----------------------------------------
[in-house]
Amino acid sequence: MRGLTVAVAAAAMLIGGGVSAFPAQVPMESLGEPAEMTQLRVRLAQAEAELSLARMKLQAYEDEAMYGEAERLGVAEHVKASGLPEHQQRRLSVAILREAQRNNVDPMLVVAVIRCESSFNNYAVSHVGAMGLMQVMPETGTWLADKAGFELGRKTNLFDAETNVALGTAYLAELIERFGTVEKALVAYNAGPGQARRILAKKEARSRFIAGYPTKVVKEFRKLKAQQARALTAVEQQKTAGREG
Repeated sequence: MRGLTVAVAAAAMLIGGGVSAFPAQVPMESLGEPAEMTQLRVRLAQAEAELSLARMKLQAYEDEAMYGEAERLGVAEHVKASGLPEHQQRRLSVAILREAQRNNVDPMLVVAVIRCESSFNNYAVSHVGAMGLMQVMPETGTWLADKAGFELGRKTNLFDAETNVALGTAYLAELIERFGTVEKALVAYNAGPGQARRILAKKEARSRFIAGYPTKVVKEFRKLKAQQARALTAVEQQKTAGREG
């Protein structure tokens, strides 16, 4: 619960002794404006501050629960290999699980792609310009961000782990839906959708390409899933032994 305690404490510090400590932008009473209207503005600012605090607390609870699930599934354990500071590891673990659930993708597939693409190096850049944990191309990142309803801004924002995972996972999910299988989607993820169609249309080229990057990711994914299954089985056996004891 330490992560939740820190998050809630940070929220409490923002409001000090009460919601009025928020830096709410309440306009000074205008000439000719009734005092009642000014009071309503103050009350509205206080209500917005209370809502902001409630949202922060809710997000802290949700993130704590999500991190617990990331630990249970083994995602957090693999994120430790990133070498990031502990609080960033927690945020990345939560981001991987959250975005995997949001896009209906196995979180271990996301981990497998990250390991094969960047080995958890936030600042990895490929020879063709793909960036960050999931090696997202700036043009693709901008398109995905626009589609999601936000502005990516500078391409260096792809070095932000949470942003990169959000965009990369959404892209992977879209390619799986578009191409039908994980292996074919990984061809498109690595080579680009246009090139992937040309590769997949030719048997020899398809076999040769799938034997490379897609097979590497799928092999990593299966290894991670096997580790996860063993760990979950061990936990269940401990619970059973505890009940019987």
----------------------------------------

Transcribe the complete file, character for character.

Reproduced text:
[in-house]
Amino acid sequence: MRGLTVAVAAAAMLIGGGVSAFPAQVPMESLGEPAEMTQLRVRLAQAEAELSLARMKLQAYEDEAMYGEAERLGVAEHVKASGLPEHQQRRLSVAILREAQRNNVDPMLVVAVIRCESSFNNYAVSHVGAMGLMQVMPETGTWLADKAGFELGRKTNLFDAETNVALGTAYLAELIERFGTVEKALVAYNAGPGQARRILAKKEARSRFIAGYPTKVVKEFRKLKAQQARALTAVEQQKTAGREG
Repeated sequence: MRGLTVAVAAAAMLIGGGVSAFPAQVPMESLGEPAEMTQLRVRLAQAEAELSLARMKLQAYEDEAMYGEAERLGVAEHVKASGLPEHQQRRLSVAILREAQRNNVDPMLVVAVIRCESSFNNYAVSHVGAMGLMQVMPETGTWLADKAGFELGRKTNLFDAETNVALGTAYLAELIERFGTVEKALVAYNAGPGQARRILAKKEARSRFIAGYPTKVVKEFRKLKAQQARALTAVEQQKTAGREG
């Protein structure tokens, strides 16, 4: 619960002794404006501050629960290999699980792609310009961000782990839906959708390409899933032994 305690404490510090400590932008009473209207503005600012605090607390609870699930599934354990500071590891673990659930993708597939693409190096850049944990191309990142309803801004924002995972996972999910299988989607993820169609249309080229990057990711994914299954089985056996004891 330490992560939740820190998050809630940070929220409490923002409001000090009460919601009025928020830096709410309440306009000074205008000439000719009734005092009642000014009071309503103050009350509205206080209500917005209370809502902001409630949202922060809710997000802290949700993130704590999500991190617990990331630990249970083994995602957090693999994120430790990133070498990031502990609080960033927690945020990345939560981001991987959250975005995997949001896009209906196995979180271990996301981990497998990250390991094969960047080995958890936030600042990895490929020879063709793909960036960050999931090696997202700036043009693709901008398109995905626009589609999601936000502005990516500078391409260096792809070095932000949470942003990169959000965009990369959404892209992977879209390619799986578009191409039908994980292996074919990984061809498109690595080579680009246009090139992937040309590769997949030719048997020899398809076999040769799938034997490379897609097979590497799928092999990593299966290894991670096997580790996860063993760990979950061990936990269940401990619970059973505890009940019987």